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George Springall


William George Springall 3rd February 1922 - 20th February 2015

George Springall Homecare was named in the loving memory of our beloved Mr William George Springall.
George was diagnosed with Motor Neurone Disease at the age of 91 and wished to remain as independent
as possible while living in his own home.


The owners of George Springall Homecare, Dominic Lane and Roxane Lane were George's main carers during his time of illness. A strong, loving relationship was formed built on promoting independence, dignity, privacy and trust. During the time it was evident that George was a gentleman that had a wonderful sense of humour, believed strongly in honour and respect and genuinely cared for others. He greatly appreciated all the care and support given to him and his family during his time of need which gave Dominic and Roxane the inspiration to name their homecare agency in his name.

George's family kindly gave permission to name the company in the honour of their father which resulted in George Springall Homecare Partnership being formed in 2016.


Below is a tribute received from George's daughter Janet Springall.
We would like to thank George's family for their ongoing support and friendship.


Dominic Lane - Managing Director and Roxane Lane - Registered Manager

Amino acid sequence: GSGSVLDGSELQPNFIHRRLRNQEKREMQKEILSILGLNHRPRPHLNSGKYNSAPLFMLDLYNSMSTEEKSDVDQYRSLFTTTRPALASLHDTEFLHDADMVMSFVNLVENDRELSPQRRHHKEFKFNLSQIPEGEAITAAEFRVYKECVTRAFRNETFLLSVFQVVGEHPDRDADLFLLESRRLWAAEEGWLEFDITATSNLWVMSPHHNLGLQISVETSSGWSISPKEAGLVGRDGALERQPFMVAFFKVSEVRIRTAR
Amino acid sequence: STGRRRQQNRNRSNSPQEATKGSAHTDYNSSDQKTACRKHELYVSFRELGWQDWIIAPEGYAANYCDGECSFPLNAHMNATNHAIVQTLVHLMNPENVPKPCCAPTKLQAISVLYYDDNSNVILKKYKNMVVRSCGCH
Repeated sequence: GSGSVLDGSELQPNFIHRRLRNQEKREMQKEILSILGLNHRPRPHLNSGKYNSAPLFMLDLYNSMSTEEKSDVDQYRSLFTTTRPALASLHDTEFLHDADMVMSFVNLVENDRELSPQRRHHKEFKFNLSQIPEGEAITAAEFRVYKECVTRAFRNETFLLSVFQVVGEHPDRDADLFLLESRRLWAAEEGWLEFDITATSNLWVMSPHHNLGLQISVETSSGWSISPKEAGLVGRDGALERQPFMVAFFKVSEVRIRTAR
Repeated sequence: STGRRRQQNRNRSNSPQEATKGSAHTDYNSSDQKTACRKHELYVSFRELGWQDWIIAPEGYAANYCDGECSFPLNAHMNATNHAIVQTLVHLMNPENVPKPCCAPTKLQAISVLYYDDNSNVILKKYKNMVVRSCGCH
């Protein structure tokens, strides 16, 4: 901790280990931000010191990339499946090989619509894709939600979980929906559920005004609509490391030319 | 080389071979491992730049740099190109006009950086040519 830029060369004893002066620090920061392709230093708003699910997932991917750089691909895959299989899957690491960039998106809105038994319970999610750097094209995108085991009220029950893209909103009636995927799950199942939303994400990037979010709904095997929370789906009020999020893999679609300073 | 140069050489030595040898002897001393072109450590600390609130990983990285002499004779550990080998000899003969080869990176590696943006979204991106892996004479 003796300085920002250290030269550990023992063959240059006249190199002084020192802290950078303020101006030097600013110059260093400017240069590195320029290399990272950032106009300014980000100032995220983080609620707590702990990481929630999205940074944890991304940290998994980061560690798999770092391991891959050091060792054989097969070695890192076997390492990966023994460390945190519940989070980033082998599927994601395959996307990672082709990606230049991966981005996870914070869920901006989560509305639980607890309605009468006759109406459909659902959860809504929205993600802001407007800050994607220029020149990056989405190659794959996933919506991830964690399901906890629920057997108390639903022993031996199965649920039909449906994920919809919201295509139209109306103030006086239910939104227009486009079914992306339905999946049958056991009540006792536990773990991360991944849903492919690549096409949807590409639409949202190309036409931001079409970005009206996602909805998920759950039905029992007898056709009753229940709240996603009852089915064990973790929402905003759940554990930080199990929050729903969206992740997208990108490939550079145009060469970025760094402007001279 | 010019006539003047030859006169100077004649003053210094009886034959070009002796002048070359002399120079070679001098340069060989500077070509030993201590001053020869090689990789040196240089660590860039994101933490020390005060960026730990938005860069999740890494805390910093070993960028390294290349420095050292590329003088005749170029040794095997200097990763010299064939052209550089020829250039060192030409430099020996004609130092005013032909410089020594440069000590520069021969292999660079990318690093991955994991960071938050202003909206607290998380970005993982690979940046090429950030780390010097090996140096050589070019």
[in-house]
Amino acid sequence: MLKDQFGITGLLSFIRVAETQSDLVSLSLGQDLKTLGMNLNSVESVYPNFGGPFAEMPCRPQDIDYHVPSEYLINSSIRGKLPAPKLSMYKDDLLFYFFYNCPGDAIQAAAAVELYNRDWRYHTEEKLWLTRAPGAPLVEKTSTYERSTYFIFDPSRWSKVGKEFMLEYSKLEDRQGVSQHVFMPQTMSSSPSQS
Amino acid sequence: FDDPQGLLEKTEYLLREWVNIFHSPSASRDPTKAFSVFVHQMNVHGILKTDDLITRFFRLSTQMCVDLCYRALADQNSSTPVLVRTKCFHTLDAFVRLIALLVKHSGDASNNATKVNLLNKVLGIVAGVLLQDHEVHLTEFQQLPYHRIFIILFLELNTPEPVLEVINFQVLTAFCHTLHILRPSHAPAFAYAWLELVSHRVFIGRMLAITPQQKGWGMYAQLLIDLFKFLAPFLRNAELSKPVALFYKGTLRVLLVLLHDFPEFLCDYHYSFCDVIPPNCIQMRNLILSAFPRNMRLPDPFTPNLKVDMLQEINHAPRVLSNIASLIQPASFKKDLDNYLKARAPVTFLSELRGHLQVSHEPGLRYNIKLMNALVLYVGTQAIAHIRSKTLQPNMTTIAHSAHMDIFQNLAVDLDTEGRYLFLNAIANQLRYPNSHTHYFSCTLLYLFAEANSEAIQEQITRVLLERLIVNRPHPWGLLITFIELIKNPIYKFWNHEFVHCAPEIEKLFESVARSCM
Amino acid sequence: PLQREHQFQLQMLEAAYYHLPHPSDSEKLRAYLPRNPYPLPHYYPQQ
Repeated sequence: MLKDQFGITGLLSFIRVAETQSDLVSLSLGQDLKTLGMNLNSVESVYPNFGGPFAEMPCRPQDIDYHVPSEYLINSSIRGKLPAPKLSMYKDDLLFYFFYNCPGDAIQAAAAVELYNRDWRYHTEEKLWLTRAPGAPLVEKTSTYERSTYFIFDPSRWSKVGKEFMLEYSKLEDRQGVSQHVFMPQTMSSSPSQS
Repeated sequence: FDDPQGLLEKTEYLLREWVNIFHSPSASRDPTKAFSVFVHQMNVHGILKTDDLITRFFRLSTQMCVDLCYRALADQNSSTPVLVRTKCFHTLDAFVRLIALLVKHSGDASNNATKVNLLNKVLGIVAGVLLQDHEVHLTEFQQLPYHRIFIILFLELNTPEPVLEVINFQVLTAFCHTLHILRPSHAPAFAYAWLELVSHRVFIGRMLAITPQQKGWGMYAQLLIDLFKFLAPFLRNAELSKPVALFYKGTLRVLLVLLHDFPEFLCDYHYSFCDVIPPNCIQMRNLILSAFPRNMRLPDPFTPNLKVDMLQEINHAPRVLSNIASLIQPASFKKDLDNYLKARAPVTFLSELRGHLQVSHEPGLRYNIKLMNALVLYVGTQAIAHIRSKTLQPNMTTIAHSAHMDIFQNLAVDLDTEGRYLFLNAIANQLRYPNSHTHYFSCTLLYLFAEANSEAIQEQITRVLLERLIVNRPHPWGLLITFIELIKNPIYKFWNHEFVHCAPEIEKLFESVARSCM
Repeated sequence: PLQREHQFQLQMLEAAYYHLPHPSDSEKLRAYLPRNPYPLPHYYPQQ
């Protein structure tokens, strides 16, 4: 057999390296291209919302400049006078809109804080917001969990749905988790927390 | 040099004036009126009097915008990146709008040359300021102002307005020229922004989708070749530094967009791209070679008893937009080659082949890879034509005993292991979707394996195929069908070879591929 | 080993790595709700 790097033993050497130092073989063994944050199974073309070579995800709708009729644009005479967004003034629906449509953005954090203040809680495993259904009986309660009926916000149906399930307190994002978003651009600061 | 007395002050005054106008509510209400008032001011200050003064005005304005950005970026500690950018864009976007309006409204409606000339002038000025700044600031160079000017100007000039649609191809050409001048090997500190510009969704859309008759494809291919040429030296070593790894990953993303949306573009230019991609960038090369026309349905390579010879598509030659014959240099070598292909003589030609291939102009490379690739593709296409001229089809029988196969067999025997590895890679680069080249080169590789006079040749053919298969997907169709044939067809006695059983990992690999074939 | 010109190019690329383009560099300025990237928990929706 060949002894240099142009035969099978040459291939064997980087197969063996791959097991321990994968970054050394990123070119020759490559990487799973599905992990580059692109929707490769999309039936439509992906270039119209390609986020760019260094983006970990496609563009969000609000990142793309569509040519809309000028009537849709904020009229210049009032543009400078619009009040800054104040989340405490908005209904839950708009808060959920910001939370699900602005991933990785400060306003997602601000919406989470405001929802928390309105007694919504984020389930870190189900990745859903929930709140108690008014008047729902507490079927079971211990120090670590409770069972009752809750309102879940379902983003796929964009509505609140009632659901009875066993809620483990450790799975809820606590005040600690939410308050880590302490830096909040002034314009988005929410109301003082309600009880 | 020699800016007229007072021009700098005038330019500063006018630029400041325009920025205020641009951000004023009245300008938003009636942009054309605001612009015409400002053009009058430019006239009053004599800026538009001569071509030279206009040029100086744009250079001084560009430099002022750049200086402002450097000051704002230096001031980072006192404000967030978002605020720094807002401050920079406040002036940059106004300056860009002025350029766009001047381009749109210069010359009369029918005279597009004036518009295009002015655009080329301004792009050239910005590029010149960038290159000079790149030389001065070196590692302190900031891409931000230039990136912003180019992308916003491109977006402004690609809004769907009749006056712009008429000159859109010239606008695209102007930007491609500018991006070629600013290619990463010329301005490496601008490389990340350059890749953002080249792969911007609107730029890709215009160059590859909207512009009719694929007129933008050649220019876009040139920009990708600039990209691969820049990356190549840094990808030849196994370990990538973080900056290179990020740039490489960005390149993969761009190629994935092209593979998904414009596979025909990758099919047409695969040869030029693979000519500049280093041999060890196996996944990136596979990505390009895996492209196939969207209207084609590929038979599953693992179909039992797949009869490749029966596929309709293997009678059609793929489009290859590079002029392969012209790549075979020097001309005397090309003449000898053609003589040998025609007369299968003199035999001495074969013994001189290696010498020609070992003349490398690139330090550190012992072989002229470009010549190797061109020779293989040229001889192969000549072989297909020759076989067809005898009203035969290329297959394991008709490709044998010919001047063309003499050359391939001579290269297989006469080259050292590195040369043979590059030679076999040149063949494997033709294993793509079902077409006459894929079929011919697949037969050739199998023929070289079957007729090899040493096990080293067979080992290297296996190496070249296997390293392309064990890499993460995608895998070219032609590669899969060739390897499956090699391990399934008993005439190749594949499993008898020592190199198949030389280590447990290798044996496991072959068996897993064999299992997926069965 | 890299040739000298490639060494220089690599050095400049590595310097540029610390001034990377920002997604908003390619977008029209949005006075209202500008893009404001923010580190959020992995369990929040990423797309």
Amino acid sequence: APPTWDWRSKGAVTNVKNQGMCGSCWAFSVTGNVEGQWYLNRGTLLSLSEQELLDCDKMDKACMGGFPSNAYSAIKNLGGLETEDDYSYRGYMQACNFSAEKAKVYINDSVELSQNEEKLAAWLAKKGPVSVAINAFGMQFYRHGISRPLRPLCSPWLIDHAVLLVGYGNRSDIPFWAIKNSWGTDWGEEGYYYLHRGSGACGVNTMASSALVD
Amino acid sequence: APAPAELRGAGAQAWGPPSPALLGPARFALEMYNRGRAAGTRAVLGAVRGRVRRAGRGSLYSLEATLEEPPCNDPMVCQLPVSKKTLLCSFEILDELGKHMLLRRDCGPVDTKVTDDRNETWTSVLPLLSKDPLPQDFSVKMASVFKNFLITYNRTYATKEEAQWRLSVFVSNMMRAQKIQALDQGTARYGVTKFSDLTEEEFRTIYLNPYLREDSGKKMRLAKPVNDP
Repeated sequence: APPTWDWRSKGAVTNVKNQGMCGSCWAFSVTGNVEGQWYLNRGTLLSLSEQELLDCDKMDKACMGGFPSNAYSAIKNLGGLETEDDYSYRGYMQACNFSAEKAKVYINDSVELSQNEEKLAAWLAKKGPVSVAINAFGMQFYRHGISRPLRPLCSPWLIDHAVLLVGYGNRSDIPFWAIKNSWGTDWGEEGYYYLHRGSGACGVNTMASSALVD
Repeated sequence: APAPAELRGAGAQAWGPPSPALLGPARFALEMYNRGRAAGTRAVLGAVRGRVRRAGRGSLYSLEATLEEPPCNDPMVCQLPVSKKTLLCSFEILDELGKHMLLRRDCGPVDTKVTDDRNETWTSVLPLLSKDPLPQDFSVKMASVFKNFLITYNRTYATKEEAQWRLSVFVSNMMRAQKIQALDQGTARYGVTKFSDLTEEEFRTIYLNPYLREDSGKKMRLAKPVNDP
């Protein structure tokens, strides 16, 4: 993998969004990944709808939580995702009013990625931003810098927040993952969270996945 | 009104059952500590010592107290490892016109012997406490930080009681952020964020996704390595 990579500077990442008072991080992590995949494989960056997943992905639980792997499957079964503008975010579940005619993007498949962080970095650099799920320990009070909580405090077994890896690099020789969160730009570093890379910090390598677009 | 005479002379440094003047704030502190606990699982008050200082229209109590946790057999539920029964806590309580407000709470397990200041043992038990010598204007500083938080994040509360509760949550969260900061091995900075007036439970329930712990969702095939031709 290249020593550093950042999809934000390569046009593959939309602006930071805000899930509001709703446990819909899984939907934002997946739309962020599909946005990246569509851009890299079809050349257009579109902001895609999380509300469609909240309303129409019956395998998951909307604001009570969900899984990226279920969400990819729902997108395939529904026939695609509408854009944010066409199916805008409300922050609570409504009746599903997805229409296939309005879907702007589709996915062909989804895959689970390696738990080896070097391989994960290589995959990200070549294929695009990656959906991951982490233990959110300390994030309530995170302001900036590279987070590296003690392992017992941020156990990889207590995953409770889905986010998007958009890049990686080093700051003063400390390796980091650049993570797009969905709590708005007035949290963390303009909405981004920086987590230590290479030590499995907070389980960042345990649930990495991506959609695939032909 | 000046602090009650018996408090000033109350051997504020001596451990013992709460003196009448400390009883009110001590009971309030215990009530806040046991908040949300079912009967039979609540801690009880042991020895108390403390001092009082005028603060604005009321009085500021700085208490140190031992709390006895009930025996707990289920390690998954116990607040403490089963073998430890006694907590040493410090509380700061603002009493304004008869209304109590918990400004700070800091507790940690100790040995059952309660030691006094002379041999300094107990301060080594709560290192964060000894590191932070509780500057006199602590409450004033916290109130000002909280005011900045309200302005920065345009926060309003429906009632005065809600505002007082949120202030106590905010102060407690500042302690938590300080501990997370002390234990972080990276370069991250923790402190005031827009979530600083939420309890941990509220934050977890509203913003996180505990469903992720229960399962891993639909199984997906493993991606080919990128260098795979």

William George Springall  3rd February 1922 - 20th February 2015
My father, George Springall, was an Oxford man through and through and was always interested in what was going on locally. He was lively and active and, for many years after the death of my mother, lived alone independently. He did his own shopping and cooking, maintained his house and garden and loved nothing more than to meet up with friends for lunch and a few beers. He was also involved in several local organisations where his focus was always caring for others and doing practical things to make their lives better.


When, at the age of 91, Dad became noticeably weaker and was diagnosed with Motor Neurone Disease, he was desperate to remain living in his own home rather than be moved to a nursing home or hospital as his illness progressed. Being a sociable man who enjoyed the company of his family and many friends, it was understandable that he wanted to be somewhere he felt he belonged and where people would know where to find him and could easily visit him. He was frustrated that he could no longer do things for himself or for other people and that he now needed care himself.


As his family, my brother and I were determined to honour his wishes and fought to access all the available resources necessary to enable him to remain at home. A range of specialist medical staff from various clinics and hospitals are required to support a person with MND but, underpinning all this support, is the patient’s relationship with the people who care for them on an everyday basis.

Dad was lucky to have a team of dedicated carers who provided continuity and consistency in his daily care. He got to know them well and developed personal relationships which improved his quality of life greatly at a time when it was otherwise inevitably deteriorating. Dad’s relationship with the carers closest to him enriched his life in a way we could not have imagined at a time when he needed it most.

It was this special relationship that inspired Dominic and Roxane to establish their own agency, George Springall Homecare, which they named in Dad’s memory.

Janet Springall